Ever since co-working company WeWork announced it was going public, questions about its actual value have been swirling around the CRE world. Those questions recently prompted a landlord to file a lawsuit in order to get out of its lease agreement with WeWork according to The Real Deal and other news outlets. The landlord, identified as Belvedere Management Co. in property records, claimed that when WeWork signed is lease at 21-33 Irving Place in Manhattan in 2016, the co-working giant also signed a guaranty that its holding company was worth more than $150 million.
Today, the landlord is concerned Wework can’t support its lease. When the landlord filed the lawsuit in the New York State Supreme Court on August 20, it alleged in June it received a notice from WeWork. The notice stated its holding company had undergone a, “reorganization” that created a new entity called WeWork Companies LLC that would now back the lease. Belvedere Management Co. stated it had no assurances the new holding company had a net worth of “at least” $150 million.
After receiving the notice, The We Company’s S-1 disclosure to the U.S. Securities and Exchange Commission was met with significant pushback—unflattering media coverage and questions about WeWork’s accounting methods and corporate governance. This information gave the landlord pause about the company’s ability to fulfill the lease.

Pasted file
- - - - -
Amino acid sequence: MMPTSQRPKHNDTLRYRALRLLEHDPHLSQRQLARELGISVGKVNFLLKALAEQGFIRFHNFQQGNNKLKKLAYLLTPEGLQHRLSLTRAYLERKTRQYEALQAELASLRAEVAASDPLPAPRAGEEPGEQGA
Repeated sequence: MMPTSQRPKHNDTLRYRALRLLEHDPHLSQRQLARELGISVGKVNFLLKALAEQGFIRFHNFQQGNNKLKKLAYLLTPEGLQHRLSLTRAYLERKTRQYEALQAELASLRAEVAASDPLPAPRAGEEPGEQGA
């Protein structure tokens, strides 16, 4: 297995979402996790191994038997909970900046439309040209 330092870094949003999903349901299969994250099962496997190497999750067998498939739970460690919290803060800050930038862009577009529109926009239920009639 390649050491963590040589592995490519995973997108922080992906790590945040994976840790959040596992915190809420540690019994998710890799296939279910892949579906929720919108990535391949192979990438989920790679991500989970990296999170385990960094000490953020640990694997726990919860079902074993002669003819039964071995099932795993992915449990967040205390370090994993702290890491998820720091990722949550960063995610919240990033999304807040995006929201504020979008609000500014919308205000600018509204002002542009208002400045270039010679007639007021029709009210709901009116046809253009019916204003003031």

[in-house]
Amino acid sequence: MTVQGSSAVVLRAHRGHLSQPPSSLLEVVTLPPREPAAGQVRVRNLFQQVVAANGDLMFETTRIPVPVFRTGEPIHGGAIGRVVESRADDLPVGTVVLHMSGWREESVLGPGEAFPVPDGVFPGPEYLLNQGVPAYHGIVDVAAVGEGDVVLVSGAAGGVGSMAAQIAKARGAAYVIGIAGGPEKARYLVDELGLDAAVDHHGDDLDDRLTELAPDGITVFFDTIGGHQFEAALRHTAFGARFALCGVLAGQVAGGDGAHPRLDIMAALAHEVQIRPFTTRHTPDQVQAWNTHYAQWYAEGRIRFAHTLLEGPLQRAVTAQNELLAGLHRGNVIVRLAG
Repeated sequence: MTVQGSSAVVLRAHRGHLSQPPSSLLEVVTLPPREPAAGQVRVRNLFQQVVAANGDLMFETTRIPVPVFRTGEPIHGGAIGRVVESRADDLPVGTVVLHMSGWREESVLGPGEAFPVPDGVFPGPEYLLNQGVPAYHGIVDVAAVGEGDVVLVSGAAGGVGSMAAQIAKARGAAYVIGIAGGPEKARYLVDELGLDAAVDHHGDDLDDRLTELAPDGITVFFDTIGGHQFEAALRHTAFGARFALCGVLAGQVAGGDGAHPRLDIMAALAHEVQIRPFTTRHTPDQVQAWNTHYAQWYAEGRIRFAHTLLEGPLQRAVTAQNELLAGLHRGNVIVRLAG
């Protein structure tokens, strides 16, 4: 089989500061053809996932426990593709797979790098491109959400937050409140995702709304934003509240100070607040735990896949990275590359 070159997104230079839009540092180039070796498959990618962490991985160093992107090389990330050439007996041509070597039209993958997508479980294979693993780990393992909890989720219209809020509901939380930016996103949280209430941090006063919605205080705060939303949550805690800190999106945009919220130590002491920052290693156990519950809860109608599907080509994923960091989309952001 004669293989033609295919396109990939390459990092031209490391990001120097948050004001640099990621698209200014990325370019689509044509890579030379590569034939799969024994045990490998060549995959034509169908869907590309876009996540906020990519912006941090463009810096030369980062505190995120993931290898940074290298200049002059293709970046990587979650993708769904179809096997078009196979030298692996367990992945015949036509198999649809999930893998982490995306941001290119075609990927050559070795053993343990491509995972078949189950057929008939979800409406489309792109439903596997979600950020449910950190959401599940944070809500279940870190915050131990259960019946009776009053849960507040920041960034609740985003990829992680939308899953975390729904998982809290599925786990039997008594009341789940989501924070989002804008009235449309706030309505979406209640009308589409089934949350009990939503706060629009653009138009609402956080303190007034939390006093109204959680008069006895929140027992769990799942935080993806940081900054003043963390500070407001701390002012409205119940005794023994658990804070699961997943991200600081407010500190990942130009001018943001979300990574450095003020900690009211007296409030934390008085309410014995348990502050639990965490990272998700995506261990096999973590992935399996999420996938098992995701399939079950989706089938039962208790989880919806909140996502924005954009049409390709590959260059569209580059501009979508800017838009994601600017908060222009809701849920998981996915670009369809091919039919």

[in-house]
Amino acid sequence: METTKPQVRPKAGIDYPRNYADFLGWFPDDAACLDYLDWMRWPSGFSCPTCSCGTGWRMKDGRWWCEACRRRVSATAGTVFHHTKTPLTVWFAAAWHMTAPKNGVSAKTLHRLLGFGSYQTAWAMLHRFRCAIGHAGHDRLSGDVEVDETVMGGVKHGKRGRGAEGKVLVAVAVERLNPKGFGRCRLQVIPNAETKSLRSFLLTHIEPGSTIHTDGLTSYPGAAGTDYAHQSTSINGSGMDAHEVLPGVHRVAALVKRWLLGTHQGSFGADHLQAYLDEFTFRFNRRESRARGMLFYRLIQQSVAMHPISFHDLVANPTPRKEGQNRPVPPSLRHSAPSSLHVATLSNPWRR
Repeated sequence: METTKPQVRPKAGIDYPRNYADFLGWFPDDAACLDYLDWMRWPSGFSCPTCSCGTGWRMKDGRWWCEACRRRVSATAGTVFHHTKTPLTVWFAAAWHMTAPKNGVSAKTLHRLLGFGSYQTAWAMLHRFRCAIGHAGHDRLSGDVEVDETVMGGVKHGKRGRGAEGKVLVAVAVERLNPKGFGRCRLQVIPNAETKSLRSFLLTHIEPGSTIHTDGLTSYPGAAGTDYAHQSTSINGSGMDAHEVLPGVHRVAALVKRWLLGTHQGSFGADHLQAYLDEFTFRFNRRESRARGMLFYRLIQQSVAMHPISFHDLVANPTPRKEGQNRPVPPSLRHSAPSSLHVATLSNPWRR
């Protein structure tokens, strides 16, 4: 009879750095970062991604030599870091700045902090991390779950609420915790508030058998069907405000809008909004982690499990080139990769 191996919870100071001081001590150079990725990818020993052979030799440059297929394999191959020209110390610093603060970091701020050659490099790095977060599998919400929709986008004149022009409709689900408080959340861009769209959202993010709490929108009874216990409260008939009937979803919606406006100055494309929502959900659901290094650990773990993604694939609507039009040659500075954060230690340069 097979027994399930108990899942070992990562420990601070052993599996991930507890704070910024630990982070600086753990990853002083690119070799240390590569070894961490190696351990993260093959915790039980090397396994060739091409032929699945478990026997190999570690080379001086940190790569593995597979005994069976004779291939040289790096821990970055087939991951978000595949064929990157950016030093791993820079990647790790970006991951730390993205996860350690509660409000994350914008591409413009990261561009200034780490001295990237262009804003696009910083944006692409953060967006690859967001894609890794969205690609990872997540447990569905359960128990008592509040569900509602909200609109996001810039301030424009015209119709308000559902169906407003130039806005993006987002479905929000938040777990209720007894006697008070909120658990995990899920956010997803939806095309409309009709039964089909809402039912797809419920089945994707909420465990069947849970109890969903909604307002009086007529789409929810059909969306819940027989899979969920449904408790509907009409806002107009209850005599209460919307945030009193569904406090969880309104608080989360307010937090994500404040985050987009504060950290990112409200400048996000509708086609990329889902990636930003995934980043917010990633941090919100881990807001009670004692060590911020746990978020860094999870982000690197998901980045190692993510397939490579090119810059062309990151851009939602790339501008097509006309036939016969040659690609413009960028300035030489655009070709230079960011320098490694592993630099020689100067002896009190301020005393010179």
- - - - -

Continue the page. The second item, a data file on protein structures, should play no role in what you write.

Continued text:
“Recent financial reports in the media, however, cast great doubt on the financial viability of WWC LLC,” the complaint read. “Defendants are effectively foisting on the Landlord a guarantor not of its choosing, without the required prior notice and prior proof that the substitute guarantor has a net worth of at least $150 million.”
A WeWork spokesperson denied the accusations in the suit. “Earlier this year, WeWork completed a corporate reorganization to become The We Company,” the spokesperson said in a statement. “This process had no material impact on the guarantees we provide to landlords. Landlords are critical partners to our business, and we highly value our relationships and our mutual success.”
The landlord’s lawsuit highlights the growing unease that sits with WeWork stakeholders as the co-working company looks to go public. Landlords and investors have been split on how WeWork’s business model will perform during an economic downturn.
However, WeWork’s recent disclosure offered some clarity on the company’s financial standing and business practices. One revelation was the company has issued significant loans to its CEO Adam Neumann and other senior employees. Plus, WeWork said it would not comply with traditional corporate governance guidelines. After reviewing the disclosure, an analyst told Bloomberg the S-1 filing was a, “masterpiece of obfuscation.”